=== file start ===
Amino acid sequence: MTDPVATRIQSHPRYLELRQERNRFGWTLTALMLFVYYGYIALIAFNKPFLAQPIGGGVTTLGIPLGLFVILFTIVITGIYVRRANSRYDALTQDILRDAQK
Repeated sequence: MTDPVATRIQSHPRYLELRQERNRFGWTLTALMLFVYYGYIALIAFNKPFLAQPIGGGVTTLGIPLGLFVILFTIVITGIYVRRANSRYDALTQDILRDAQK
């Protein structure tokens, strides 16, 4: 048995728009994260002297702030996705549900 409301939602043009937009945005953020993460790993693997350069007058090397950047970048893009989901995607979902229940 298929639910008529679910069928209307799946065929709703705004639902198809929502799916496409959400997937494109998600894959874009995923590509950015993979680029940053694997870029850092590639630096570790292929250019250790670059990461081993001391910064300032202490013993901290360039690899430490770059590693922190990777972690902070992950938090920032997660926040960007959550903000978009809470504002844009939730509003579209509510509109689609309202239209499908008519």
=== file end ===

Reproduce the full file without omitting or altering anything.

Amino acid sequence: MTDPVATRIQSHPRYLELRQERNRFGWTLTALMLFVYYGYIALIAFNKPFLAQPIGGGVTTLGIPLGLFVILFTIVITGIYVRRANSRYDALTQDILRDAQK
Repeated sequence: MTDPVATRIQSHPRYLELRQERNRFGWTLTALMLFVYYGYIALIAFNKPFLAQPIGGGVTTLGIPLGLFVILFTIVITGIYVRRANSRYDALTQDILRDAQK
């Protein structure tokens, strides 16, 4: 048995728009994260002297702030996705549900 409301939602043009937009945005953020993460790993693997350069007058090397950047970048893009989901995607979902229940 298929639910008529679910069928209307799946065929709703705004639902198809929502799916496409959400997937494109998600894959874009995923590509950015993979680029940053694997870029850092590639630096570790292929250019250790670059990461081993001391910064300032202490013993901290360039690899430490770059590693922190990777972690902070992950938090920032997660926040960007959550903000978009809470504002844009939730509003579209509510509109689609309202239209499908008519």